Fact: while those responsible for the 2008 global financial crisis were bailed out and even rewarded by the G20 governments’ gathering here, the International Labor Organization tells us that in 2009, 34 million people were added to the global unemployed, swelling those ranks to 239 million, the highest ever recorded. Another 200 million are at risk in precarious jobs, and the World Bank tells us that at the end of 2010, another 64 million will have lost their jobs. By 2030, more than half the population of the megacities of the Global South will be slumdwellers with no access to education, healthcare, water or sanitation.


Fact: global climate change is rapidly advancing, claiming at least 300,000 lives and $125 billion in damages every year. Called the silent crisis, climate change is melting glaciers, eroding soil, causing freak and increasingly wild storms, displacing untold millions from rural communities to live in desperate poverty in peri-urban centers. Almost every victim lives in the Global South in communities not responsible for greenhouse gas emissions and not represented here at this summit. The atmosphere has already warmed up a full degree in the last decades, several decades, and is on course to warm up another two degrees by 2100.


Fact: half the tropical forests in the world, the lungs of our ecosystem, are gone. By 2030, at a present rate of extraction or so-called harvest, only ten percent will be left standing. Ninety percent of the big fish in the sea are gone, victim to wanton predatory fishing practices. Says a prominent scientist studying their demise, there is no blue frontier left. Half the world’s wetlands, the kidneys of our ecosystem, have been destroyed in the twentieth century. Species extinction is taking place at a rate 1,000 times greater than before humans existed. According to a Smithsonian science, we are headed toward of biodiversity deficit in which species and ecosystems will be destroyed at a rate faster than nature can replace them with new ones.


Fact: we are polluting our lakes, rivers and streams to death. Every day, two million tons of sewage and industrial agriculture waste are discharged into the world’s water. That’s the equivalent of the entire human population of 6.8 billion people. The amount of wastewater produced annually is about six times more water than exists in all the rivers of the world. We are mining our groundwater faster than we can replenish it, sucking it to grow water-guzzling, chemical-fed crops in deserts or to water thirsty cities who dump an astounding 700 trillion liters of land-based water into oceans every year as waste. The global mining industry sucks up another 800 trillion liters, which it also leaves behind as poison. And fully one-third of global water withdrawals are now used to produce biofuels, enough water to feed the world. Nearly three billion people on our planet do not have running water within a kilometer of their home, and every eight seconds, somewhere in our world, a child is dying of waterborne disease. The global water crisis is getting steadily worse, with reports of countries, from India to Pakistan to Yemen, facing depletion. The World Bank says that by 2030, demand for water will outstrip supply by 40 percent. This may sound just like a statistic, but the suffering behind that is absolutely unspeakable.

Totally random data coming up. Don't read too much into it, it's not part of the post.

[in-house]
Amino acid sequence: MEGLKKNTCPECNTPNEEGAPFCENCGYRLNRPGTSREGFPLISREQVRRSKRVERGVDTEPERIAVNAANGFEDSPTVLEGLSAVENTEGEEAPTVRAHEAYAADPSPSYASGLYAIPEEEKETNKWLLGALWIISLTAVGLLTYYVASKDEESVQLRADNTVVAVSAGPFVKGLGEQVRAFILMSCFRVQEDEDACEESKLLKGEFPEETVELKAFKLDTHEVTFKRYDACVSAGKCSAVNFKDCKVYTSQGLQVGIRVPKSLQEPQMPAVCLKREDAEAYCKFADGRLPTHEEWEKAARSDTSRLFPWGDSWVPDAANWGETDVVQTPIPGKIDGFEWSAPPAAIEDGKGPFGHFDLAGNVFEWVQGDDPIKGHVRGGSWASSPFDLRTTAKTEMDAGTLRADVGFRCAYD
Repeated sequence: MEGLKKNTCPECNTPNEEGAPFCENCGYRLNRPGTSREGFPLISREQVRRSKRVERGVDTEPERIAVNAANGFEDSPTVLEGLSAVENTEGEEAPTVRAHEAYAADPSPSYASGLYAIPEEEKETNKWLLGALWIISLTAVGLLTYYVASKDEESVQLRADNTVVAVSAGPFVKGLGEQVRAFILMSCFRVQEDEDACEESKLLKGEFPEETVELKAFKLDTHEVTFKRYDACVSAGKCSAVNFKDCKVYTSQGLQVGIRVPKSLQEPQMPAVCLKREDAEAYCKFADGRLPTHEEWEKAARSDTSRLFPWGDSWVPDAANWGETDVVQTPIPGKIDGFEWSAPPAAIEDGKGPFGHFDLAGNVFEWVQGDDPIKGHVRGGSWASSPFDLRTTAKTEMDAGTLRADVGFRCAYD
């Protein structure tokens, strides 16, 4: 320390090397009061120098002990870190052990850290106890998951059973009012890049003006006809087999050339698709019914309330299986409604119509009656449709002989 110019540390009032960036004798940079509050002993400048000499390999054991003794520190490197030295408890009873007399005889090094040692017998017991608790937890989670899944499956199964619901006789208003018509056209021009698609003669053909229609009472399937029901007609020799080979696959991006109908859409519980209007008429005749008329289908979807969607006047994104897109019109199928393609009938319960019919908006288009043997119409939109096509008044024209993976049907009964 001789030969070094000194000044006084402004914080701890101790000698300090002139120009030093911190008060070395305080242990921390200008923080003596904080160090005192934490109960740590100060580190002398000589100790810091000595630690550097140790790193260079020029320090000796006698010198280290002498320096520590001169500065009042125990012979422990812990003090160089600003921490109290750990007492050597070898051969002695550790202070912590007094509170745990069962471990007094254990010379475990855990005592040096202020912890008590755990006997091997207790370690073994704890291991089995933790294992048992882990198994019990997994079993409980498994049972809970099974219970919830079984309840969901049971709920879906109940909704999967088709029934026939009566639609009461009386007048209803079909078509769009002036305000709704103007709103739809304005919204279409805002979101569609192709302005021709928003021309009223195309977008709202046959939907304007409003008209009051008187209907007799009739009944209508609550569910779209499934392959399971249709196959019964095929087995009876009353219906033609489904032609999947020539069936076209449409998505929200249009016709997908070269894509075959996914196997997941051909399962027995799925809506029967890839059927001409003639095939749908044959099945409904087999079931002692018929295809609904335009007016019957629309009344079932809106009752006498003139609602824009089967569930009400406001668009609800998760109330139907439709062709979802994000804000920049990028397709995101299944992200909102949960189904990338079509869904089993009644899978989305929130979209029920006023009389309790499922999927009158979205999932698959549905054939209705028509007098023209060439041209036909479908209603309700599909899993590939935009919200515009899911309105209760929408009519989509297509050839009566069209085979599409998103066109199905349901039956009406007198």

Fact: knowing there will not be enough food and water for all in the near future, wealthy countries and global investment pension and hedge funds are buying up land and water, fields and forests in the Global South, creating a new wave of invasive colonialism that will have huge geopolitical ramifications. Rich countries faced by food shortages have already bought up an area in Africa alone more than twice the size of the United Kingdom.


Now, I don’t think I exaggerate if I say that our world has never faced a greater set of threats and issues than it does today. So, what are the twenty leaders who have gathered here, some already here and the others coming in tonight, what are they going to talk about over the next two days? By the way, their summit costs a million dollars a minute. And, by the way, we figure that it’s going to be closer to $2 billion when it’s finished, and the annual budget to run the United Nations is $1.9 billion. I assure you, they are not going to tackle the above issues in any serious way. The declarations have already been drafted, the failures already spun. Instead, this global royalty, who have more in common with one another than they do with their own citizens and are here really to advance the issues and interests of their class, are also here just to advance the status quo that serves the interests of the elite in their own countries and the business community or the B20, the new term, a community that will get private and privileged access to advance their free market solutions to these eager leaders. The agenda is more of the bad medicine that made the world sick in the first place: environmental deregulation, unbridled financial speculation, unlimited growth, unregulated free trade, relentless resource exploitation, tax cuts for the wealthy, cuts to Social Security, and a war on working people — in other words, savage capitalism.


Now, let’s look at our own country here and the assault that has been launched on the work of generations of Canadians toward a just society. Stephen Harper’s government has cut the heart out of any group that dissents, from First Nations people to women, to international agencies and church groups like KAIROS, Alternative, and the Canadian Council for International Cooperation.